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Anatomy of Werwolfs

Physiology of Werewolves

The werewolf occupies a special position among mammals. It is neither wolf nor human. Although its appearance is more or less the same as that of a hermaphrodite from both species, depending on the degree of transformation, it has fundamental physiological differences to both species.

The appearance of a werewolf is always extremely muscular and its physical performance levels do not take this into account at all, but far exceed expectations. The efficiency of the motor skills is enormously increased to that of the human being and also the metabolism is strongly accelerated. This has to result in an increased energy flow, which provides the basis for the notorious brute force of Garou's attacks. But this is also the explanation for their enormous convalescence abilities, but also for the necessity of increased food intake. In other words, a werewolf always has an appetite for a juicy bite, but this does not automatically make him a men-eater.
Assimilation (internal respiration or cellular respiration) is no different from that of humans or wolves. As with all animals, cell energy is stored in the form of ATP (adenosine triphosphate) and released again when required (muscle contraction) in the form of the elimination of a phosphate group. The ATP is converted into ADP + P (ADP: adenosine diphosphate, P: phosphate).

1. headturner
2. head holder
3. large pectoral muscle
4. saw muscle
5. outer oblique abdominal muscle
6. straight abdominal muscle
7. external oblique abdominal muscle
8. adductors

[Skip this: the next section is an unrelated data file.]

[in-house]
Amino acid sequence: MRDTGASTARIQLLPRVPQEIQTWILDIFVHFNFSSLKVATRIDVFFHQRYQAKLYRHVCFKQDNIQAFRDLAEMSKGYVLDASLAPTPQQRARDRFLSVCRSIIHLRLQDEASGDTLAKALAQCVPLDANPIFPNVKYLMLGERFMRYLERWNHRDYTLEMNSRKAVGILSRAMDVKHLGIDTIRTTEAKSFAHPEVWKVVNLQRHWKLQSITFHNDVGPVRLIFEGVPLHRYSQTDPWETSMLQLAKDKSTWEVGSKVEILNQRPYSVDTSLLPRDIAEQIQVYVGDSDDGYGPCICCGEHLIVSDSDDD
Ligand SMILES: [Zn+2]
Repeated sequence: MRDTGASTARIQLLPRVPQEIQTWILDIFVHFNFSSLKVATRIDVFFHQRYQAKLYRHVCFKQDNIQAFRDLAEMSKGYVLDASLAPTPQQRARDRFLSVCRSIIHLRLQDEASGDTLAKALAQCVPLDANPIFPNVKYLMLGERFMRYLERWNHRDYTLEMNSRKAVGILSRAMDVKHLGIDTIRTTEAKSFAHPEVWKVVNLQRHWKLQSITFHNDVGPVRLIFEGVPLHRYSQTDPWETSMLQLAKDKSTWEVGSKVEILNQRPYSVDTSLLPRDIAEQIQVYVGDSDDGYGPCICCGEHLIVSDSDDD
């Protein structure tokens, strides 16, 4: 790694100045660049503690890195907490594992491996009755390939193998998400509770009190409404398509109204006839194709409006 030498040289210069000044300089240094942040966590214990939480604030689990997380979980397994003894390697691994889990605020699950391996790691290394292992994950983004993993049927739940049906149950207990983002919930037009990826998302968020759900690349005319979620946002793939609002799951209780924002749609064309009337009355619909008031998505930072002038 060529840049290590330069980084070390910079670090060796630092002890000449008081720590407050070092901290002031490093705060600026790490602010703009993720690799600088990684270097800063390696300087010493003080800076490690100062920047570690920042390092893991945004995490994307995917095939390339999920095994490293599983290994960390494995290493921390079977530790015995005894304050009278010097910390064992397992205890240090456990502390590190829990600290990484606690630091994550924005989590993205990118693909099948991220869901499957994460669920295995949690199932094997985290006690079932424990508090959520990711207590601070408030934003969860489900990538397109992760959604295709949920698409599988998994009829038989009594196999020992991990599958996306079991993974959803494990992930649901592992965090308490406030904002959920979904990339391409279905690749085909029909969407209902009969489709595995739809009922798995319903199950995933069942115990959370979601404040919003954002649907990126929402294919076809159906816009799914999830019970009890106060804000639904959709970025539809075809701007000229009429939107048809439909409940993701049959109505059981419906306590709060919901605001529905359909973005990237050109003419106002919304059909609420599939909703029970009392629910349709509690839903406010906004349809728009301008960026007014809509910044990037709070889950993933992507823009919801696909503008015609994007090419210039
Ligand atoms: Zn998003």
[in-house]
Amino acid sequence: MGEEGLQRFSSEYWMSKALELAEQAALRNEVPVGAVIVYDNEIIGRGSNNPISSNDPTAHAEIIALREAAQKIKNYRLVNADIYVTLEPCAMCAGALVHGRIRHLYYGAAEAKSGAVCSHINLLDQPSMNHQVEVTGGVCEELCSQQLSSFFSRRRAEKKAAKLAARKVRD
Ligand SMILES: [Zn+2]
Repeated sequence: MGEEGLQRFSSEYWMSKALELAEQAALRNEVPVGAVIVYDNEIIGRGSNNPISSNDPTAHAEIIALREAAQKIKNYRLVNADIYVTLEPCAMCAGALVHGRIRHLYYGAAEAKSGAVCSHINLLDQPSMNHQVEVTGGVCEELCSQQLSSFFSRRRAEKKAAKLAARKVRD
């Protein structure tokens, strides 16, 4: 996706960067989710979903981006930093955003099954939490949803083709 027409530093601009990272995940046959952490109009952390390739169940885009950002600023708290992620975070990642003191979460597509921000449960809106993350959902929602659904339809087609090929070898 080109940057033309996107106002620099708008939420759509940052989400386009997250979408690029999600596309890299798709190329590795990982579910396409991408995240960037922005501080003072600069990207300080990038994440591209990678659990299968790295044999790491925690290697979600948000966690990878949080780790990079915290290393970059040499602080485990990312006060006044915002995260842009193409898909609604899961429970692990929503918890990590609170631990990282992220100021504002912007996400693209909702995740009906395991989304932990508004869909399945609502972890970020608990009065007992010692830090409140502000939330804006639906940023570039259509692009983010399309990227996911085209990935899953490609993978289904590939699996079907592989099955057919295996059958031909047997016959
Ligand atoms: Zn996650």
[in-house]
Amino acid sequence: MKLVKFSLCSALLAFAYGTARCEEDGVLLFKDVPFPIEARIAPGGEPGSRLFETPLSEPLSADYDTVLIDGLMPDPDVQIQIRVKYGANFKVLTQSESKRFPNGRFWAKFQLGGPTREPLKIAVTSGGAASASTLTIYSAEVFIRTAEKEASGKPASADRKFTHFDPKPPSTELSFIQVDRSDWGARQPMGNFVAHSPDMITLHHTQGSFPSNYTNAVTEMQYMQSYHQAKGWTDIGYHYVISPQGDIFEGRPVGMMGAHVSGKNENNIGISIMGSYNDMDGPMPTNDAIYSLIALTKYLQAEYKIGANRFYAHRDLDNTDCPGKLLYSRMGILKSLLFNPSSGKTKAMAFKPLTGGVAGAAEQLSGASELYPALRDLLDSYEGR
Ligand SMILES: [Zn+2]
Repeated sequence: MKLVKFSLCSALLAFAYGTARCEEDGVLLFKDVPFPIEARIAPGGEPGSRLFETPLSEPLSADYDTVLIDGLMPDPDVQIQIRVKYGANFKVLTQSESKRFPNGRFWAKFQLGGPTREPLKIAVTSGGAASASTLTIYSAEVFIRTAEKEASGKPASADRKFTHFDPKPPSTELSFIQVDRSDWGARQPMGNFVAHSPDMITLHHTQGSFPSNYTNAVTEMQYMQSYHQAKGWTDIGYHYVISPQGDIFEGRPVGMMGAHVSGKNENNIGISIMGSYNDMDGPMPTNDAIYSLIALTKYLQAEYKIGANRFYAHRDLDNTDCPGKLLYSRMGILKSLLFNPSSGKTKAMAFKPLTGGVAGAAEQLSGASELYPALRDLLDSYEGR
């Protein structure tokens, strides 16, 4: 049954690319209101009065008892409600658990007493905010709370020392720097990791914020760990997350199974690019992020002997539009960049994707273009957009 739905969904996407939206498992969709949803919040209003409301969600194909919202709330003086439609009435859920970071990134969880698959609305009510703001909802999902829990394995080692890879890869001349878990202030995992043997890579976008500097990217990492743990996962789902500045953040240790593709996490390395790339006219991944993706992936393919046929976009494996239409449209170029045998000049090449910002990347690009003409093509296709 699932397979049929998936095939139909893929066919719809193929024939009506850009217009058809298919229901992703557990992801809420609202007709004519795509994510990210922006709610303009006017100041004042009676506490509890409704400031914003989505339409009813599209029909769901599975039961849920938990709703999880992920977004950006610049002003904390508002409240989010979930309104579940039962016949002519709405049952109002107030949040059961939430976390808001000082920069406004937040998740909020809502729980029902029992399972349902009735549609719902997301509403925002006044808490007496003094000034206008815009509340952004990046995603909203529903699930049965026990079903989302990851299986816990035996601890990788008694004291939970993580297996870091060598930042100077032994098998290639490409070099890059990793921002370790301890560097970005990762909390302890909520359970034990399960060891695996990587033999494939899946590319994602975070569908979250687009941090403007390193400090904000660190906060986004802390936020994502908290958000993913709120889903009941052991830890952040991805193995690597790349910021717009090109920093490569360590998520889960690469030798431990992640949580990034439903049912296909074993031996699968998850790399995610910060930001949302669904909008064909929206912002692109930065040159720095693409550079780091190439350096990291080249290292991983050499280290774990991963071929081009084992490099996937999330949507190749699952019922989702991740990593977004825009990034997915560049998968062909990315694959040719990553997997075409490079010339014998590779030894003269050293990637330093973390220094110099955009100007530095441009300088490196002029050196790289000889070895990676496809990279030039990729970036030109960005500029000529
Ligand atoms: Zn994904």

9. inner thigh muscle
10. three-headed lower leg extensor
11. front shin muscle
12. twin calf muscle
13. two-headed lower leg flexor and half tendon muscle
14. hand and finger extensor
15. hand and finger flexor
16. biceps
17. triceps
18. neck musculature
19. large gluteal muscle
20. latissimus
21. deltoid muscle
Fig. 1: Musculature of a werewolf

The question now arises as to what increases the efficiency of the individual muscle fibrils and how the werewolf body can absorb the high load peaks without suffering damage such as muscle fibre tears, bone fractures and tendon tears.


Transformation First of all: If there is a transformation of form or "New German" shapeshifting, a lot more is transformed than just the outer form. Rather, the transformation takes place at the molecular level, to which the muscles, tendons and bone tissue are subject. Through this molecular restructuring, the werewolf organism acquires the abilities that its existence as Loup Garou demands of it. How the restructuring takes place in detail, however, is beyond my knowledge. It should only be mentioned here that the organism is walking a tightrope walk in this process between performance optimization and survivability.
It is easy to see that a change of shape consumes an enormous amount of energy and can therefore not often be carried out by the werewolf. From this circumstance probably the superstition arose that a werewolf, as wrongly shown on the right, can only assume the shape of a wolf on full moon nights. In fact, the transformation ability is not subject to moon phases and does not depend on the respective day phase.

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